It looks like Pablo Escobar’s name will live on in Aspen.
A legal challenge against several Aspen companies, named after the late drug leader, has failed after plaintiff Escobar Inc. missed the filing deadline in U.S. District Court in Denver.
Two federal claims had already been dismissed on September 22 by U.S. District Chief Justice Philip Brimer, who gave plaintiff Escobar Inc. until Friday to explain why he should hear his three remaining claims against Barwest Group, which is doing business. under the name of downtown Escobar Aspen nightclub. ; Escobar Spirits, which sells Escobar Vodka; and Escobar Aspen. Aspen businessman Ryan Chadwick controls all three entities.
Puerto Rico-based Escobar Inc. did not respond to the court closing at 5 p.m. Friday. In a minute order issued Thursday, Judge Brimer warned: “The plaintiff has neither responded to the court’s show cause order nor requested an extension of time to respond. The claimant is reminded of their obligation to comply with all court orders and deadlines. The claimant must respond to the show cause order no later than October 15, 2021. Failure to do so may result in dismissal of the case.
Escobar Inc. sued Chadwick in September 2020, claiming that it owned intellectual property rights to the Escobar name. The company also introduced itself as being founded by Roberto Escobar, brother of the South American drug lord. Escobar Inc. had asked the court for a cease and desist order to prevent Chadwick from using Escobar’s name, as well as $ 5 million for profits made by his businesses.
Chadwick did not back down, however, and has continued to use Escobar’s names to this day. He also registered a trademark and service mark for Escobar the previous decade.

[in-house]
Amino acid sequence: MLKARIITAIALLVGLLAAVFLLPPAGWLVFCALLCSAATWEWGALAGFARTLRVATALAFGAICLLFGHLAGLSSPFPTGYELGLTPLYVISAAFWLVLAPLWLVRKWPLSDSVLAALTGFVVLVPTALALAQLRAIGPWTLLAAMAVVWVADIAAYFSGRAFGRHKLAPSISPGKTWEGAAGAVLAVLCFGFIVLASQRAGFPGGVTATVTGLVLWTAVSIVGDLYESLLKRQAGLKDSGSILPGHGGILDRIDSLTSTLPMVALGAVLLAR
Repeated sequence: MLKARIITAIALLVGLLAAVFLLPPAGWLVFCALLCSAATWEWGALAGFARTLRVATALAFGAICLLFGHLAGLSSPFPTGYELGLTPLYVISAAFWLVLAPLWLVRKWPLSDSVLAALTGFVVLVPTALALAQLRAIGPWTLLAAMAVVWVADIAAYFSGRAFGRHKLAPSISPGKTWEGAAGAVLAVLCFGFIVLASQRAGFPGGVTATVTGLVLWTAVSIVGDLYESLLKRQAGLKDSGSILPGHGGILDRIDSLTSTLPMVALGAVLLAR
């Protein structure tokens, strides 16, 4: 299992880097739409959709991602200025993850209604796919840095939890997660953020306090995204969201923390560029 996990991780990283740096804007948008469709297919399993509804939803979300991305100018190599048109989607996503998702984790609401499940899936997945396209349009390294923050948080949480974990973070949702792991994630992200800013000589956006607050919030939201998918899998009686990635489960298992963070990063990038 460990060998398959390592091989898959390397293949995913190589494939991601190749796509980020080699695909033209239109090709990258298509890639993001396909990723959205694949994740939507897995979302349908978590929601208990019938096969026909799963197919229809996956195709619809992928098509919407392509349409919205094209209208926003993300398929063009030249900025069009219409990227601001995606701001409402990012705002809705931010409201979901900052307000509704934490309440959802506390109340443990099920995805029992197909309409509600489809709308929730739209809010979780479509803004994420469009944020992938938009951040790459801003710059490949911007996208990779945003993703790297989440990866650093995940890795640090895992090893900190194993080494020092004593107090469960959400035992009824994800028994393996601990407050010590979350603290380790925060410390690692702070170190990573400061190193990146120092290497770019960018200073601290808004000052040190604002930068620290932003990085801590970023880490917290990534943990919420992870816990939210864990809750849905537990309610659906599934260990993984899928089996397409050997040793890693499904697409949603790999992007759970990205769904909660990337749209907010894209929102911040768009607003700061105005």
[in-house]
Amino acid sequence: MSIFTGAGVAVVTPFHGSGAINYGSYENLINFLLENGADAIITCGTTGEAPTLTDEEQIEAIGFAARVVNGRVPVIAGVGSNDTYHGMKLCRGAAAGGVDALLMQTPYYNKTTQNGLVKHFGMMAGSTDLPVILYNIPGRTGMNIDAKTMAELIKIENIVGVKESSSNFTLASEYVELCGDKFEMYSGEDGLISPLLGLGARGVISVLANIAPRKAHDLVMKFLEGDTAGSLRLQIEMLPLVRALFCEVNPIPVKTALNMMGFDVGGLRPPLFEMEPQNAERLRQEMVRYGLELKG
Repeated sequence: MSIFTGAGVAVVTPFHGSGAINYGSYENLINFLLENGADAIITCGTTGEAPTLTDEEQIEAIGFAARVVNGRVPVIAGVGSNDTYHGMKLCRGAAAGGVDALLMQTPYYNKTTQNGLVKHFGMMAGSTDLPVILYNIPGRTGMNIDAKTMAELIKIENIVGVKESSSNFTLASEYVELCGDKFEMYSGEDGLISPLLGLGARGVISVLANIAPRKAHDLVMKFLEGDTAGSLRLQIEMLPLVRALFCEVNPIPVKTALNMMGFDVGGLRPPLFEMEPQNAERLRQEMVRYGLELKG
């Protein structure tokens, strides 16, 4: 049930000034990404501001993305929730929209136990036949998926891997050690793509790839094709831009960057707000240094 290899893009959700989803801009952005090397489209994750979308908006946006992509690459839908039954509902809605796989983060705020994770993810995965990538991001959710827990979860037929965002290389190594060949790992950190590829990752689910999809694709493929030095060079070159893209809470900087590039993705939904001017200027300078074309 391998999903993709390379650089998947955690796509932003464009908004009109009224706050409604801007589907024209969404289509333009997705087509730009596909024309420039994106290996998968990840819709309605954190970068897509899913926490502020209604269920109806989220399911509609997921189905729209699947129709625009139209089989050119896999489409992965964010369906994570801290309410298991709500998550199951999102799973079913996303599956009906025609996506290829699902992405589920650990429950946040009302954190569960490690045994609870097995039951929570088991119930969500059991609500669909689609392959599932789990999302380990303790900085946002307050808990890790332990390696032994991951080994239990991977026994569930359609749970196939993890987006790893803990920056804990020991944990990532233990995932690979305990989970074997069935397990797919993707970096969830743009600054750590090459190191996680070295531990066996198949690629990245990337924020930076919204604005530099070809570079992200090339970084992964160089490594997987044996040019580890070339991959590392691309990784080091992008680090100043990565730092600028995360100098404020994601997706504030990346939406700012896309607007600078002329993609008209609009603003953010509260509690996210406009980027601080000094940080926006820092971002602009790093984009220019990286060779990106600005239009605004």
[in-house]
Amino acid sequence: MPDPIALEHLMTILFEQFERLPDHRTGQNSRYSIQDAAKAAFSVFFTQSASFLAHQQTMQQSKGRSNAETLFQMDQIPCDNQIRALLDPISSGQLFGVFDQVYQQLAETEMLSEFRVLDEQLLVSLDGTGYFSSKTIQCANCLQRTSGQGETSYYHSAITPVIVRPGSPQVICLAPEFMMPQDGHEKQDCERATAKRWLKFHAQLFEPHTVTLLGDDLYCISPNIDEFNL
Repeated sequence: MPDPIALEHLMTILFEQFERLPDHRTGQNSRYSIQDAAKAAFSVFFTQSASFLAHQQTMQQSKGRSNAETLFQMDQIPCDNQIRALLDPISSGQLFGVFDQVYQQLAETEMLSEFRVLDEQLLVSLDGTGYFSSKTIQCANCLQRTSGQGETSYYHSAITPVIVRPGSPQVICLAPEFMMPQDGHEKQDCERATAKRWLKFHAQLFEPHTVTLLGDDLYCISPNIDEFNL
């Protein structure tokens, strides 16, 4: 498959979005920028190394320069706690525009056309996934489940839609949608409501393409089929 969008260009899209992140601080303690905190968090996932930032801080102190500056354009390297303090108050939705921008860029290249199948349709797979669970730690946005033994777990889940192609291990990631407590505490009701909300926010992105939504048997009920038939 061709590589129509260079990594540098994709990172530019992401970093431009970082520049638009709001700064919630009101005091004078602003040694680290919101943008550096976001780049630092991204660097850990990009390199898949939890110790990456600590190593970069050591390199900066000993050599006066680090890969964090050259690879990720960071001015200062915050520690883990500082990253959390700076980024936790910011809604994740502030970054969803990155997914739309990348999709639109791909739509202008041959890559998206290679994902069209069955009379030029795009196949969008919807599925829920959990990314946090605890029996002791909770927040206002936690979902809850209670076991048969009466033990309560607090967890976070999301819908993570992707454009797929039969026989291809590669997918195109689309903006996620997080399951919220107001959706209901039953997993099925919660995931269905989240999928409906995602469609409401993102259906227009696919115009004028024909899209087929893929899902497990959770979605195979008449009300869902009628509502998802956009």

“I filed the mark in 2013 so happy to hear that the judge ruled in our favor,” he said in a text message on Friday.
One of the claims rejected by Escobar Inc. concerned copyright infringement, alleging that Roberto Escobar’s works of art were “displayed on all (d) defendants’ businesses” without Escobar Inc.’s consent. Although Roberto’s work has not been registered in the United States, lawyers for Escobar Inc. argued that they could still bring an infringement action against the Aspen defendants.
In his ruling last month, Justice Brimer disagreed, saying they had failed to demonstrate “copyright ownership, which is necessary to bring an action for copyright infringement. author”.
The second federal charge Brimer dismissed last month was Escobar Inc.’s claim that Chadwick should compensate him for “all profits” made on Escobar’s name. The judge’s ruling stated that Escobar Inc. had failed to demonstrate that it was entitled to a monetary remedy.
Forbes once ranked Pablo Escobar among the richest people in the world with a net worth of $ 30 billion, and his cartel was also responsible for over 80% of the cocaine smuggled into the United States at one point in time. He was 44 when he died in December 1993 following a shootout with Colombian authorities.
The costume portrays Escobar as an iconic figure: “Pablo Escobar is considered one of the greatest heroic outlaws of all time by many in Colombia and around the world. In addition, Escobar’s life has been the subject of numerous books, films and TV shows. Throughout his life, Escobar was responsible for building houses and football fields in western Colombia for the poor.